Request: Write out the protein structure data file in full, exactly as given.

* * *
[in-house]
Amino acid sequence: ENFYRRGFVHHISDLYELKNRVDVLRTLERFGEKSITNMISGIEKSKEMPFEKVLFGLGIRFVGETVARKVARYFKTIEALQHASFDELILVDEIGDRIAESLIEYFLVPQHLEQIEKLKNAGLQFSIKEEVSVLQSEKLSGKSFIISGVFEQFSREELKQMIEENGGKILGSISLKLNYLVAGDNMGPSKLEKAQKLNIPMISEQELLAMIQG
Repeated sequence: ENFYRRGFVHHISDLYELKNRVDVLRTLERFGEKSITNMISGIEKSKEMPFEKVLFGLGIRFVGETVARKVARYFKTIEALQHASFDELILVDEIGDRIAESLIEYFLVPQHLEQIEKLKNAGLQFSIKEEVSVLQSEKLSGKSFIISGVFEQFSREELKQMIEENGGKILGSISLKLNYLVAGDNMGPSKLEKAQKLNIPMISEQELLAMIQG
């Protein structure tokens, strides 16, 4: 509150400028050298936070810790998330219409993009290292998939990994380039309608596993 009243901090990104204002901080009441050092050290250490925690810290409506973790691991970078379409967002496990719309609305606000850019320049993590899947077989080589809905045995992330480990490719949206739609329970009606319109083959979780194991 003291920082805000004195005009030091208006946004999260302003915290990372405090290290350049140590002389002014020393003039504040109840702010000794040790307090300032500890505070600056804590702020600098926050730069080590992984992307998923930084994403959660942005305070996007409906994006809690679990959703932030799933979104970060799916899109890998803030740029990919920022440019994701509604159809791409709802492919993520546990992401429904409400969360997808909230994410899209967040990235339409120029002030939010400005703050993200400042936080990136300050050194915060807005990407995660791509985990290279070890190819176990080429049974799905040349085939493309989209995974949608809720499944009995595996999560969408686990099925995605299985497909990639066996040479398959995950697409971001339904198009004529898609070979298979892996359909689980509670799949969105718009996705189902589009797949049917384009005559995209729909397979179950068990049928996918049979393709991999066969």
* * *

[in-house]
Amino acid sequence: ENFYRRGFVHHISDLYELKNRVDVLRTLERFGEKSITNMISGIEKSKEMPFEKVLFGLGIRFVGETVARKVARYFKTIEALQHASFDELILVDEIGDRIAESLIEYFLVPQHLEQIEKLKNAGLQFSIKEEVSVLQSEKLSGKSFIISGVFEQFSREELKQMIEENGGKILGSISLKLNYLVAGDNMGPSKLEKAQKLNIPMISEQELLAMIQG
Repeated sequence: ENFYRRGFVHHISDLYELKNRVDVLRTLERFGEKSITNMISGIEKSKEMPFEKVLFGLGIRFVGETVARKVARYFKTIEALQHASFDELILVDEIGDRIAESLIEYFLVPQHLEQIEKLKNAGLQFSIKEEVSVLQSEKLSGKSFIISGVFEQFSREELKQMIEENGGKILGSISLKLNYLVAGDNMGPSKLEKAQKLNIPMISEQELLAMIQG
């Protein structure tokens, strides 16, 4: 509150400028050298936070810790998330219409993009290292998939990994380039309608596993 009243901090990104204002901080009441050092050290250490925690810290409506973790691991970078379409967002496990719309609305606000850019320049993590899947077989080589809905045995992330480990490719949206739609329970009606319109083959979780194991 003291920082805000004195005009030091208006946004999260302003915290990372405090290290350049140590002389002014020393003039504040109840702010000794040790307090300032500890505070600056804590702020600098926050730069080590992984992307998923930084994403959660942005305070996007409906994006809690679990959703932030799933979104970060799916899109890998803030740029990919920022440019994701509604159809791409709802492919993520546990992401429904409400969360997808909230994410899209967040990235339409120029002030939010400005703050993200400042936080990136300050050194915060807005990407995660791509985990290279070890190819176990080429049974799905040349085939493309989209995974949608809720499944009995595996999560969408686990099925995605299985497909990639066996040479398959995950697409971001339904198009004529898609070979298979892996359909689980509670799949969105718009996705189902589009797949049917384009005559995209729909397979179950068990049928996918049979393709991999066969």